"Long before it's in the papers"
March 17, 2015


Jupiter moon may conceal ocean with more water than Earth’s

March 17, 2015
Courtesy of Hubble News Center
and World Science staff

A moon of Jupiter may conceal under its icy surface an ocean with more wa­ter than all of that on Earth’s sur­face, new find­ings sug­gest.

Sci­en­tists used NASA’s Hub­ble Space Tel­e­scope to in­ves­t­i­gate Gan­y­mede, the So­lar Sys­tem’s larg­est moon—a­bout one-and-a-half times wid­er than ours.

Ganymede as im­aged in 1996 by the Ga­lileo space­craft (cour­tesy NA­SA)

Gan­y­mede is al­so the only moon with its own mag­net­ic field. The mag­net­ic field causes au­ro­rae, which are rib­bons of glow­ing, hot elec­tri­fied gas, in ar­eas cir­cling the north and south poles.

But Gan­y­mede is al­so em­bed­ded in Ju­pi­ter’s mag­net­ic field. When Ju­pi­ter’s mag­net­ic field changes, the au­ro­rae on Gan­y­mede al­so change, “rock­ing” back and forth, sci­en­tists ex­plain.

The thinking behind the study is that if a saltwa­ter ocean were there, Ju­pi­ter’s mag­net­ic field would cre­ate a sec­ond­ary mag­net­ic field in that ocean. This sec­ond­ary field would count­er Ju­pi­ter’s own—and as a re­sult, sup­press the rock­ing of the au­ro­rae. 

This sup­pres­sion indeed hap­pens, and so strongly that it re­duces the rock­ing of the au­ro­rae by some two-thirds, the in­ves­ti­ga­tors cal­cu­lat­ed. As a re­sult, they es­ti­mate the ocean is 60 miles (100 kilo­me­ters) thick — 10 times deeper than Earth’s oceans — and is bur­ied un­der a 95-mile (150-kilometer) crust of mostly ice.

Sci­en­tists led by Jo­a­chim Saur of the Uni­vers­ity of Co­logne in Ger­ma­ny came up with the idea of us­ing Hub­ble to learn more about the in­side of the moon.

“I was al­ways brain­storm­ing how we could use a tel­e­scope in oth­er ways,” said Saur. “Is there a way you could use a tel­e­scope to look in­side a plan­e­tary bod­y? Then I thought, the au­ro­rae! Be­cause au­ro­rae are con­trolled by the mag­net­ic field, if you ob­serve the au­ro­rae in an ap­pro­pri­ate way, you learn some­thing about the mag­net­ic field. If you know the mag­net­ic field, then you know some­thing about the moon’s in­te­ri­or.”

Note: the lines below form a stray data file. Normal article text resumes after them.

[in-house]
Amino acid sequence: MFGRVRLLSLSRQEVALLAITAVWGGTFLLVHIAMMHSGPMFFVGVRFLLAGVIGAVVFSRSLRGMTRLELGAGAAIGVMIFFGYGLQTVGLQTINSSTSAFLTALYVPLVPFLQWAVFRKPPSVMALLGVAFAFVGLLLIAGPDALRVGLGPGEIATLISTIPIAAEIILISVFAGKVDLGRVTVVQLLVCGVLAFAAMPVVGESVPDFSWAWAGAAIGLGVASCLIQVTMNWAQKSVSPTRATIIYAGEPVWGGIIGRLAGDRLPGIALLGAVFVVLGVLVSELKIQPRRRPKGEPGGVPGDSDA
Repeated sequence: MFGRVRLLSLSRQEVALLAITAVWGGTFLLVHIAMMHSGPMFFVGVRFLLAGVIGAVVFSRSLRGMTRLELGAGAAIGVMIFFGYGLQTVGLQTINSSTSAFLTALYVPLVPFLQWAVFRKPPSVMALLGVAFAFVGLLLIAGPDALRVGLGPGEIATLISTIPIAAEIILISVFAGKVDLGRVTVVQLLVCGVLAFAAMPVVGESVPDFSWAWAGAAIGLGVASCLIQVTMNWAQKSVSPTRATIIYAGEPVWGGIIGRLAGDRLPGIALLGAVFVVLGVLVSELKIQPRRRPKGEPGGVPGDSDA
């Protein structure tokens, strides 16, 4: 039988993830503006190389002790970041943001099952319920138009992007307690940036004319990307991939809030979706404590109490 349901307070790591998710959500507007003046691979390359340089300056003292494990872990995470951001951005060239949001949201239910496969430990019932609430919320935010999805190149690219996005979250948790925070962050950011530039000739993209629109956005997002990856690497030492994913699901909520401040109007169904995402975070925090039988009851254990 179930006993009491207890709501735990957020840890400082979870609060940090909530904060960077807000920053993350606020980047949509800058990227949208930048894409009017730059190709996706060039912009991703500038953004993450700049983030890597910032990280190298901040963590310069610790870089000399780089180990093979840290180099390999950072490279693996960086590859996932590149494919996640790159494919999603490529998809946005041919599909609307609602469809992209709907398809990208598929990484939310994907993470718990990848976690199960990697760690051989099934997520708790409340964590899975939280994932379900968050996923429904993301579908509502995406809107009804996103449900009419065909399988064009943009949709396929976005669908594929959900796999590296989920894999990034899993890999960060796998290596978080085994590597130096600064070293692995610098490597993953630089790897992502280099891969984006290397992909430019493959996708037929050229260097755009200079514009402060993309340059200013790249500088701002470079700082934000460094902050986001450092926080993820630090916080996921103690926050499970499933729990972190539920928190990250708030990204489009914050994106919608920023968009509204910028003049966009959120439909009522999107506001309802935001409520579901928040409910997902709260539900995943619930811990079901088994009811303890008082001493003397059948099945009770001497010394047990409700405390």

The find­ings were pub­lished on­line in the Jour­nal of Geo­phys­i­cal Re­search: Space Phys­ics on March 12.

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A subterranean ocean on a moon of Jupiter may have more water than all the water on Earth’s surface, new findings suggest. Scientists used NASA’s Hubble Space Telescope to investigate Ganymede, the Solar System’s largest moon—about one-and-a-half times wider than ours. Ganymede is also the only moon with its own magnetic field. The magnetic field causes aurorae, which are ribbons of glowing, hot electrified gas, in areas circling the north and south poles. But Ganymede is also embedded in Jupiter’s magnetic field. When Jupiter’s magnetic field changes, the aurorae on Ganymede also change, “rocking” back and forth, scientists explain. By watching that rocking motion, scientists concluded that huge amounts of salt water underlie Ganymede’s crust, affecting its magnetic field. Scientists led by Joachim Saur of the University of Cologne in Germany came up with the idea of using Hubble to learn more about the inside of the moon. “I was always brainstorming how we could use a telescope in other ways,” said Saur. “Is there a way you could use a telescope to look inside a planetary body? Then I thought, the aurorae! Because aurorae are controlled by the magnetic field, if you observe the aurorae in an appropriate way, you learn something about the magnetic field. If you know the magnetic field, then you know something about the moon’s interior.” If a saltwater ocean were present, Jupiter’s magnetic field would create a secondary magnetic field in that ocean, he explained. And this secondary field would counter Jupiter’s own—as a result, suppressing the rocking of the aurorae. This suppression happens so strongly that it reduces the rocking of the aurorae by some two-thirds, the investigators calculated. As a result, they estimate the ocean is 60 miles (100 kilometers) thick — 10 times deeper than Earth’s oceans — and is buried under a 95-mile (150-kilometer) crust of mostly ice. The findings are to be published online in the Journal of Geophysical Research: Space Physics on March 12.